Each of the three dump trailer designs offers a different level of stability, a factor that Bill Garrison, vice president of sales and marketing at Clement Industries, says is one of the first considerations to take into account.
“Frame designs are the most stable and quarter frame models are next, followed by frameless,” Garrison said. “Also important is maneuverability, with the shortest unit possible to do the job and carry the payload preferred.”
A fourth and somewhat unique dump trailer design are the side dump trailers offered by Sidump’r Trailer Co. These vehicles feature a center-mounted cylinder that extends to tip the dump body, which sits on three cradles.
“Sidump’r trailers are designed with a crossmember with cutouts between the frame rails,” says Gary Schoepf, national sales manager of Sidump’r Trailers . “This enables the weight to shift on the pivot points and handle stresses when dumping.”
Another aspect of spec’ing dump trailers is whether they will be operated under federal or state length and weight regulations. Dump trailer specifications can vary by region because some states require compliance with the Federal Bridge Formula, relates Rod Fuge, inside sales at Trail King. “That will have an influence on how axles are set and spaced, and complying with some state Bridge Formula weight limits may mean axle and gross weights are higher or lower than the federal limits.”
Dump trailers choices also include steel and aluminum models with the most effective decision based on the materials being hauled. For example, while aluminum can provide a weight saving advantage in terms of higher payload capacity, steel dumps are often preferred for heavy materials. In addition, some types of commodities can damage aluminum more easily.
Where a trailer is dumping materials and how it will be piled are considerations when spec’ing dump trailers as well. Smaller frame type trailers, for example, may be advantageous because they can be maneuvered easily while longer frameless units have more capacity for stockpiling materials. Similarly, where there are confined areas, such as in cities, quarter frame trailers may be most desirable.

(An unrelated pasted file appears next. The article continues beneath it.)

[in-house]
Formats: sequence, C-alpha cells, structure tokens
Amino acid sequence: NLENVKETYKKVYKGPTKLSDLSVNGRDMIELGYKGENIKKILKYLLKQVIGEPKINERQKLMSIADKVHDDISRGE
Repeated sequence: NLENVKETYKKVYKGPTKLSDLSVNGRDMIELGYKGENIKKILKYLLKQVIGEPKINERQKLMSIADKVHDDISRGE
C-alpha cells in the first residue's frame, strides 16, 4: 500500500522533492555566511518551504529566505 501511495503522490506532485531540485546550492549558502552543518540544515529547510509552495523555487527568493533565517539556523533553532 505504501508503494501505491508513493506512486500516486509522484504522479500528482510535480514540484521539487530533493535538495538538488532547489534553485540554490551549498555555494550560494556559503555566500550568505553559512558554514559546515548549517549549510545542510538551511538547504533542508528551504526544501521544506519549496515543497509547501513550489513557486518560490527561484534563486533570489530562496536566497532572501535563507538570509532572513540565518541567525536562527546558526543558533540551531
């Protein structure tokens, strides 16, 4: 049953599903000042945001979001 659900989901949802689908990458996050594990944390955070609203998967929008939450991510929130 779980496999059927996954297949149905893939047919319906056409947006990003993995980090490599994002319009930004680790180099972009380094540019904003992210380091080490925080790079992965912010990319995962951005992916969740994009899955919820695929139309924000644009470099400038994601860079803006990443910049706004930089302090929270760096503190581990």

A trend in dump trailer specifications is the growing use of air ride suspensions, which some manufacturers report are being specified in as many as 90 percent of all units. The benefits include an improved ride and less shock loading, which lead to longer equipment life. In addition, by releasing air when dumping, air ride suspensions improve safety by lowering the vehicle’s center of gravity.
For Charlie Wells, director of dump trailer products and dealer development at East Manufacturing, tractor specifications are important to consider when buying dump trailers. Among the items to review, he points out, are wheelbase, weight, axle loads and 5th wheel settings. “It’s all about having a clear picture of what an operation needs,” Wells says. “Manufacturers and fleets should account for all the factors so they can find the best design for the application.”
According to Rogers Trailers, its Ultima Series lowboy trailers are now available in production models of 35-, 50-, 55- and 60-ton capacity models. The company notes that the cambered main-beams, fabricated with 100k psi and 130k-psi materials, reduce the trailer’s tare weight while maintaining the strength and durability that are the hallmark of Rogers trailers.
In addition, the trailer maker offers popular accessories available on the Ultima models, which are wheel wells, self-adjusting front folding ramps, full center decking and removable swinging side brackets. Specialized models offer a wider selection of payload capacities, deck styles, gooseneck lengths, and other options and accessories to simplify any hauling need. The number of hauling configurations can be maximized with a minimum investment by taking advantage of Ultima’s detachable rear frame, interchangeable decks and detachable axles.
Rogers No Foot self-lifting gooseneck quickly and easily raises or lowers the front of the deck under full load without a ram foot contacting the ground, is standard equipment, the company says. Boom wells and notched deck crossmembers allow equipment to ride low, consequently reducing load height. Self-aligning tapered beam hooks assure a positive gooseneck-to-deck connection and make reconnecting a one-man, one-minute operation. For more information, visit www.rogerstrailers.com.